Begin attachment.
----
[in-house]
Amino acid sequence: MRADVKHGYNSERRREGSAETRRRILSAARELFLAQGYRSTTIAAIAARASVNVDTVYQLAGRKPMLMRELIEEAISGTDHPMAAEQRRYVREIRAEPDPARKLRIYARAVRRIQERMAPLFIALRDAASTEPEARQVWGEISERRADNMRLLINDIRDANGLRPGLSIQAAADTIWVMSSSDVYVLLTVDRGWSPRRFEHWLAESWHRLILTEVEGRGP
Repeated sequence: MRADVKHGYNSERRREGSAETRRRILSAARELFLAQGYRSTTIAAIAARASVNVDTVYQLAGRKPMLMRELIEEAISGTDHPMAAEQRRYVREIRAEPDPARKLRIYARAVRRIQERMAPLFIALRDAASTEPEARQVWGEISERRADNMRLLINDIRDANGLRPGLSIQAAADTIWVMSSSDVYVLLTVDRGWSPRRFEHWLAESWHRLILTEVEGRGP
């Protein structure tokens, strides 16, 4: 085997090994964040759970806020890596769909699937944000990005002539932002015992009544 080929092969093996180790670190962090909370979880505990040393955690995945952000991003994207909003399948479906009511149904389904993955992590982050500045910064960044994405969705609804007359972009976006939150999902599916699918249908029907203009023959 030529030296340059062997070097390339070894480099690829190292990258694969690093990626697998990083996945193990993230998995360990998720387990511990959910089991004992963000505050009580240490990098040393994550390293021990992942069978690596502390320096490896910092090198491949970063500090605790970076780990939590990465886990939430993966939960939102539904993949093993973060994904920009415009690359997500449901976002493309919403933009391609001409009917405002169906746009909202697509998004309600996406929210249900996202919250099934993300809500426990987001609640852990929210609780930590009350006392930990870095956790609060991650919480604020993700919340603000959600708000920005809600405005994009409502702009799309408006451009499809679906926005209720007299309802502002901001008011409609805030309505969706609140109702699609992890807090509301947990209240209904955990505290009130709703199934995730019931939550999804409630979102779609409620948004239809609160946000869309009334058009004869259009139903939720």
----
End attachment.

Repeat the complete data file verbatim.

[in-house]
Amino acid sequence: MRADVKHGYNSERRREGSAETRRRILSAARELFLAQGYRSTTIAAIAARASVNVDTVYQLAGRKPMLMRELIEEAISGTDHPMAAEQRRYVREIRAEPDPARKLRIYARAVRRIQERMAPLFIALRDAASTEPEARQVWGEISERRADNMRLLINDIRDANGLRPGLSIQAAADTIWVMSSSDVYVLLTVDRGWSPRRFEHWLAESWHRLILTEVEGRGP
Repeated sequence: MRADVKHGYNSERRREGSAETRRRILSAARELFLAQGYRSTTIAAIAARASVNVDTVYQLAGRKPMLMRELIEEAISGTDHPMAAEQRRYVREIRAEPDPARKLRIYARAVRRIQERMAPLFIALRDAASTEPEARQVWGEISERRADNMRLLINDIRDANGLRPGLSIQAAADTIWVMSSSDVYVLLTVDRGWSPRRFEHWLAESWHRLILTEVEGRGP
């Protein structure tokens, strides 16, 4: 085997090994964040759970806020890596769909699937944000990005002539932002015992009544 080929092969093996180790670190962090909370979880505990040393955690995945952000991003994207909003399948479906009511149904389904993955992590982050500045910064960044994405969705609804007359972009976006939150999902599916699918249908029907203009023959 030529030296340059062997070097390339070894480099690829190292990258694969690093990626697998990083996945193990993230998995360990998720387990511990959910089991004992963000505050009580240490990098040393994550390293021990992942069978690596502390320096490896910092090198491949970063500090605790970076780990939590990465886990939430993966939960939102539904993949093993973060994904920009415009690359997500449901976002493309919403933009391609001409009917405002169906746009909202697509998004309600996406929210249900996202919250099934993300809500426990987001609640852990929210609780930590009350006392930990870095956790609060991650919480604020993700919340603000959600708000920005809600405005994009409502702009799309408006451009499809679906926005209720007299309802502002901001008011409609805030309505969706609140109702699609992890807090509301947990209240209904955990505290009130709703199934995730019931939550999804409630979102779609409620948004239809609160946000869309009334058009004869259009139903939720």